Translation and Inspiration

Translation and Inspiration

In posting recently on translation I’ve noticed that many people connect one’s idea of inspiration with one’s approach to translation. The assumption seems to be that a person who believes in some form of verbal inspiration, especially verbal plenary inspiration, will necessarily favor a formal, word-by-word, or literal translaltion. Of these terms I prefer formal, in that the most literal translations do not manage a word-by-word equivalence, but rather account for the grammatical form and structure of the source language in the form and structure of the text in the receptor language as far as possible.

My own involvement in these debates sometimes tends to foster that very viewpoint. I have a non-verbal view of inspiration, in that I believe God inspires messengers with messages through various experiences, which may include a verbally dictated component, rather than dictating words. In Ezekiel 1, for example, my understanding is that God presented Ezekiel with a vision and Ezekiel searched for the words with which to present what he had seen, accounting for the slightly confused nature of the text. Because of my view of inspiration, one might assume that I would support a theory of translation that is message based rather than individual word based.

But in actual practice, I haven’t found that this holds true. Many translators that I know accept verbal plenary inspiration, and nonetheless support the same approach to translation that I do. I have encountered numerous people whose view of inspiration is more liberal than my own, including some people who have no belief in the Bible at all, who prefer a more formal approach to translation.

What I have never found is anyone who wants a translation to be inaccurate, though I suppose some such must exist somewhere. No matter what their view of scripture, if they read it at all they want to know what it actually says.

Where I do see a distinction is in how each person views accuracy. There seem to be two views. First, accuracy can be conceived as an attribute of the text apart from the process of communication. Alternatively, accuracy can be seen as pertaining only to the entire process of communication.

Let me clarify one point. Accuracy is an attribute of the text, i.e. you can have an extremely clear text that is quite inaccurate, and an accurate text that is incomprehensible to some people. But if a text is intended to communicate, and pretty generally they are, then one cannot speak of the accuracy of communication without looking at whether the intended audience can understand the text.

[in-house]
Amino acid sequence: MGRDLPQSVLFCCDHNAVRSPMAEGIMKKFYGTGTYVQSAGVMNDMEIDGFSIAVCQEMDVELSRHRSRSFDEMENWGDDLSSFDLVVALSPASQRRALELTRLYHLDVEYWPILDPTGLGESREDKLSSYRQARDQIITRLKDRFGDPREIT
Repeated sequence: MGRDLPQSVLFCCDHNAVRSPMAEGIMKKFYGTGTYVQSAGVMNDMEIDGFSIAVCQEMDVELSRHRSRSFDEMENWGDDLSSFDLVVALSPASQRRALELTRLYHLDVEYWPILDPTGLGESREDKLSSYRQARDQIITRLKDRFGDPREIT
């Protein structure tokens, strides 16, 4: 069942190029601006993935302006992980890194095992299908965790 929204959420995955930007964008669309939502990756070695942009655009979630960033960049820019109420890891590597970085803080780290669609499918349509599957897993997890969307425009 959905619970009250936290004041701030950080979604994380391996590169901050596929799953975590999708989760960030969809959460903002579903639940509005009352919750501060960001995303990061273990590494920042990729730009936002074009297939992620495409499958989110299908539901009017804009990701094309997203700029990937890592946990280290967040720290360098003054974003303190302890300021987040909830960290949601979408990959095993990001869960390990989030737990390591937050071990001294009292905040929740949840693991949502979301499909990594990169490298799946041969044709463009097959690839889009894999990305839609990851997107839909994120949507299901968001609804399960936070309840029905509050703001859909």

When somebody tells me the word “justify” is the most accurate translation for Greek forms of the word “dikaiow” I have to immediately ask, “Accurate to whom?” It would not be the most accurate word to use for a Spanish speaking audience. One may object that we’re talking about an English speaking audience because “justify” is an English word. But is anyone naive enough to suppose that there are not dialects of English? In fact, “justify” communicates well to some people, and poorly to others. However much “accuracy” I may attribute to the text in the abstract, in an actual situation of communication, a word that is not understood cannot be accurate.

This seems to me to be the critical distinction. People who are most concerned with communicating the message of scripture are most likely to support dynamic equivalence in translation, whether or not they support a form of verbal inspiration. Of course very few people will admit that they are not interested in communication. We gather that it is not their primary focus, however, when they suggest that people should learn all the difficult terms.

Why should I use another word or even an explanatory phrase for “justify” when the target audience can be forced to learn how to understand what “justify” means? Let them come to the Bible! Let’s not “dumb down” the Bible. But in fact they are not being required to come to the Bible, but rather to a specific form in which the Bible’s message is expressed. Restating the Bible in the dialect of the target audience is not “dumbing down.” It’s simply accurate translation when translation is viewed in the context of communicating the message to a particular audience.

This is why it’s so important to make the distinction between the Greek/Hebrew/Aramaic text and the English text. Somebody has to learn the words in which scripture was originally given. Very few people need to learn a particular set of words into which scripture has been translated. The act of translating a particular Greek word by a particular English word does not forever privilege that word.

It strikes me that forcing a particular vocabulary on people before they can receive the message of the gospel is putting a stumbling block in front of people. We make them learn our church language before they can hear the message that Jesus intended to present.

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